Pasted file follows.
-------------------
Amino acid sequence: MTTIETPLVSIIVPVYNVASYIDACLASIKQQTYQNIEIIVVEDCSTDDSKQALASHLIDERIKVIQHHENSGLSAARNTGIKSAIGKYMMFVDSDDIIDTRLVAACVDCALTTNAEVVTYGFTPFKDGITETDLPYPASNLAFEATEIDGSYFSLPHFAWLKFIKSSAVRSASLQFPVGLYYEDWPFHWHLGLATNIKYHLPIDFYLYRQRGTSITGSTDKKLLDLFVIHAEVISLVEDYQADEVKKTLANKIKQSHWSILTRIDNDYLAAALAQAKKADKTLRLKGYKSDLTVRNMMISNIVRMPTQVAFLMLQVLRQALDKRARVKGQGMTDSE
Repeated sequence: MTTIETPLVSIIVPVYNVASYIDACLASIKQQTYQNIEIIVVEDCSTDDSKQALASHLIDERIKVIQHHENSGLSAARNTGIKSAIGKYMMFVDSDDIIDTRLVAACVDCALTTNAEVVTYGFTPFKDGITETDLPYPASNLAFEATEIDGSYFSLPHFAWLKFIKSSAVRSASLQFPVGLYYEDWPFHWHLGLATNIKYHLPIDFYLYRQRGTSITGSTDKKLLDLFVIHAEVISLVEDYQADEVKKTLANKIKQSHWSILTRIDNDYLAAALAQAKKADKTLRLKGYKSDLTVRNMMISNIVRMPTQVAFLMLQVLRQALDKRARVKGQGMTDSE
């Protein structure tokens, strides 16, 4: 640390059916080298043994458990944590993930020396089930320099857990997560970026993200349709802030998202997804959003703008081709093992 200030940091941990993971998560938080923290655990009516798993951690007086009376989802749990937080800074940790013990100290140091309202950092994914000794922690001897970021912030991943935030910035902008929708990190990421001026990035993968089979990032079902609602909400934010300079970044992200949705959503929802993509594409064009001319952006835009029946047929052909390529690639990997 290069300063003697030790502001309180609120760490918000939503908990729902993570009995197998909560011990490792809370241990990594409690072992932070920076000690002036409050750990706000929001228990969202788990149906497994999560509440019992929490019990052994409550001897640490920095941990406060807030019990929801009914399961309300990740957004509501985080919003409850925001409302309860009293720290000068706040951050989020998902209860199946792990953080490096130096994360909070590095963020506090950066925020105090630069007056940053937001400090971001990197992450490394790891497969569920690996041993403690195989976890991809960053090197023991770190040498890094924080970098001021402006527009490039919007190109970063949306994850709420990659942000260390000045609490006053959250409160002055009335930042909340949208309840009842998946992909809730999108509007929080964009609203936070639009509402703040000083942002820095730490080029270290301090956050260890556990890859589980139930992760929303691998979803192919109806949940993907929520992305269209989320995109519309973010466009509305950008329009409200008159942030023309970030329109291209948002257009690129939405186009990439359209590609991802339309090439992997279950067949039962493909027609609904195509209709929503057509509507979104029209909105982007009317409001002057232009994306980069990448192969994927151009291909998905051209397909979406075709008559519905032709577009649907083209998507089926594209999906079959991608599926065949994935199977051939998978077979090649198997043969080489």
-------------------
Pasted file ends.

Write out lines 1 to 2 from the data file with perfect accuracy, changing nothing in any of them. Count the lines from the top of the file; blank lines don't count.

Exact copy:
Amino acid sequence: MTTIETPLVSIIVPVYNVASYIDACLASIKQQTYQNIEIIVVEDCSTDDSKQALASHLIDERIKVIQHHENSGLSAARNTGIKSAIGKYMMFVDSDDIIDTRLVAACVDCALTTNAEVVTYGFTPFKDGITETDLPYPASNLAFEATEIDGSYFSLPHFAWLKFIKSSAVRSASLQFPVGLYYEDWPFHWHLGLATNIKYHLPIDFYLYRQRGTSITGSTDKKLLDLFVIHAEVISLVEDYQADEVKKTLANKIKQSHWSILTRIDNDYLAAALAQAKKADKTLRLKGYKSDLTVRNMMISNIVRMPTQVAFLMLQVLRQALDKRARVKGQGMTDSE
Repeated sequence: MTTIETPLVSIIVPVYNVASYIDACLASIKQQTYQNIEIIVVEDCSTDDSKQALASHLIDERIKVIQHHENSGLSAARNTGIKSAIGKYMMFVDSDDIIDTRLVAACVDCALTTNAEVVTYGFTPFKDGITETDLPYPASNLAFEATEIDGSYFSLPHFAWLKFIKSSAVRSASLQFPVGLYYEDWPFHWHLGLATNIKYHLPIDFYLYRQRGTSITGSTDKKLLDLFVIHAEVISLVEDYQADEVKKTLANKIKQSHWSILTRIDNDYLAAALAQAKKADKTLRLKGYKSDLTVRNMMISNIVRMPTQVAFLMLQVLRQALDKRARVKGQGMTDSE